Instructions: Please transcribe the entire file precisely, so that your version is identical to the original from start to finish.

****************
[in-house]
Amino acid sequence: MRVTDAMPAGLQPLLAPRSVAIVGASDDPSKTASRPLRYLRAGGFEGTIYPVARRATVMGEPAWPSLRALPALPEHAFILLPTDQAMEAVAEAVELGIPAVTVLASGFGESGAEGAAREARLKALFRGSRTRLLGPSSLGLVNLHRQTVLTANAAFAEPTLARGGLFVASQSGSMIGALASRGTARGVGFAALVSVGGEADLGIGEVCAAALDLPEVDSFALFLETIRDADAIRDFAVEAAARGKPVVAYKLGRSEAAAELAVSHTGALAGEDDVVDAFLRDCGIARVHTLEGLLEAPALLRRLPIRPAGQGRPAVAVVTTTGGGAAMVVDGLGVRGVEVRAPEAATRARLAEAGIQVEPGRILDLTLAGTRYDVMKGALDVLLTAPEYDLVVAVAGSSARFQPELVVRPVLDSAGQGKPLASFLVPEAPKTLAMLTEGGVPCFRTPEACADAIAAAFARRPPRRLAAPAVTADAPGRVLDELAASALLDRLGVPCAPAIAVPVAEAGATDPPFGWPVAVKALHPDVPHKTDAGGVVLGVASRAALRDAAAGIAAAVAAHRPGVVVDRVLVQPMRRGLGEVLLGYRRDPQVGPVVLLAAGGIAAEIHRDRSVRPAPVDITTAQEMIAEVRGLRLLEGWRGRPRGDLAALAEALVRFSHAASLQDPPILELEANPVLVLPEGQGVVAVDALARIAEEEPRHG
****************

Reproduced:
[in-house]
Amino acid sequence: MRVTDAMPAGLQPLLAPRSVAIVGASDDPSKTASRPLRYLRAGGFEGTIYPVARRATVMGEPAWPSLRALPALPEHAFILLPTDQAMEAVAEAVELGIPAVTVLASGFGESGAEGAAREARLKALFRGSRTRLLGPSSLGLVNLHRQTVLTANAAFAEPTLARGGLFVASQSGSMIGALASRGTARGVGFAALVSVGGEADLGIGEVCAAALDLPEVDSFALFLETIRDADAIRDFAVEAAARGKPVVAYKLGRSEAAAELAVSHTGALAGEDDVVDAFLRDCGIARVHTLEGLLEAPALLRRLPIRPAGQGRPAVAVVTTTGGGAAMVVDGLGVRGVEVRAPEAATRARLAEAGIQVEPGRILDLTLAGTRYDVMKGALDVLLTAPEYDLVVAVAGSSARFQPELVVRPVLDSAGQGKPLASFLVPEAPKTLAMLTEGGVPCFRTPEACADAIAAAFARRPPRRLAAPAVTADAPGRVLDELAASALLDRLGVPCAPAIAVPVAEAGATDPPFGWPVAVKALHPDVPHKTDAGGVVLGVASRAALRDAAAGIAAAVAAHRPGVVVDRVLVQPMRRGLGEVLLGYRRDPQVGPVVLLAAGGIAAEIHRDRSVRPAPVDITTAQEMIAEVRGLRLLEGWRGRPRGDLAALAEALVRFSHAASLQDPPILELEANPVLVLPEGQGVVAVDALARIAEEEPRHG